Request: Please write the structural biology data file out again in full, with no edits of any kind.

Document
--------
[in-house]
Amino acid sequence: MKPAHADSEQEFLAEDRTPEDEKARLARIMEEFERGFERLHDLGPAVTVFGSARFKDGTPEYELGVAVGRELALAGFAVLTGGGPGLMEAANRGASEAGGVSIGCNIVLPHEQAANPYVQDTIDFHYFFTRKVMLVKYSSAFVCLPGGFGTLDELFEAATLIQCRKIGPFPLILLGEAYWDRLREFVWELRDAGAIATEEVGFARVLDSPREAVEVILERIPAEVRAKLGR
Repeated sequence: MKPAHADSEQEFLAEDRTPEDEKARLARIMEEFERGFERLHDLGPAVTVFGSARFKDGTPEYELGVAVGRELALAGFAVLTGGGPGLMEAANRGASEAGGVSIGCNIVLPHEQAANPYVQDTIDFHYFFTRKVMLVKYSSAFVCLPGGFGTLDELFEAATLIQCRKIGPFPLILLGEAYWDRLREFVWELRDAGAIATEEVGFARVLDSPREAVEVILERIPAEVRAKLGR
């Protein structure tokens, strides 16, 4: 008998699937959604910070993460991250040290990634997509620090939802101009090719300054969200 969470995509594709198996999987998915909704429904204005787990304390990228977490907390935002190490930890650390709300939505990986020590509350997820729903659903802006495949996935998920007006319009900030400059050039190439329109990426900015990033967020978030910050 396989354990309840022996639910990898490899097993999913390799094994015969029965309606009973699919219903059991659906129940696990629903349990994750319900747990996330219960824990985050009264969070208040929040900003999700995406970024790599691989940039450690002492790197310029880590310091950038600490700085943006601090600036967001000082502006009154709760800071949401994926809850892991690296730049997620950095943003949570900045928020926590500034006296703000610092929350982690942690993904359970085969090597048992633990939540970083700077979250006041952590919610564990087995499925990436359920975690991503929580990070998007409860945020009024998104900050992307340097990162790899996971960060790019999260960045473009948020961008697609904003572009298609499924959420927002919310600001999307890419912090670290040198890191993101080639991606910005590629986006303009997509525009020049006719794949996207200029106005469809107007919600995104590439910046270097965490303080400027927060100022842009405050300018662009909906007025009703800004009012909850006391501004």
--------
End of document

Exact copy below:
[in-house]
Amino acid sequence: MKPAHADSEQEFLAEDRTPEDEKARLARIMEEFERGFERLHDLGPAVTVFGSARFKDGTPEYELGVAVGRELALAGFAVLTGGGPGLMEAANRGASEAGGVSIGCNIVLPHEQAANPYVQDTIDFHYFFTRKVMLVKYSSAFVCLPGGFGTLDELFEAATLIQCRKIGPFPLILLGEAYWDRLREFVWELRDAGAIATEEVGFARVLDSPREAVEVILERIPAEVRAKLGR
Repeated sequence: MKPAHADSEQEFLAEDRTPEDEKARLARIMEEFERGFERLHDLGPAVTVFGSARFKDGTPEYELGVAVGRELALAGFAVLTGGGPGLMEAANRGASEAGGVSIGCNIVLPHEQAANPYVQDTIDFHYFFTRKVMLVKYSSAFVCLPGGFGTLDELFEAATLIQCRKIGPFPLILLGEAYWDRLREFVWELRDAGAIATEEVGFARVLDSPREAVEVILERIPAEVRAKLGR
């Protein structure tokens, strides 16, 4: 008998699937959604910070993460991250040290990634997509620090939802101009090719300054969200 969470995509594709198996999987998915909704429904204005787990304390990228977490907390935002190490930890650390709300939505990986020590509350997820729903659903802006495949996935998920007006319009900030400059050039190439329109990426900015990033967020978030910050 396989354990309840022996639910990898490899097993999913390799094994015969029965309606009973699919219903059991659906129940696990629903349990994750319900747990996330219960824990985050009264969070208040929040900003999700995406970024790599691989940039450690002492790197310029880590310091950038600490700085943006601090600036967001000082502006009154709760800071949401994926809850892991690296730049997620950095943003949570900045928020926590500034006296703000610092929350982690942690993904359970085969090597048992633990939540970083700077979250006041952590919610564990087995499925990436359920975690991503929580990070998007409860945020009024998104900050992307340097990162790899996971960060790019999260960045473009948020961008697609904003572009298609499924959420927002919310600001999307890419912090670290040198890191993101080639991606910005590629986006303009997509525009020049006719794949996207200029106005469809107007919600995104590439910046270097965490303080400027927060100022842009405050300018662009909906007025009703800004009012909850006391501004």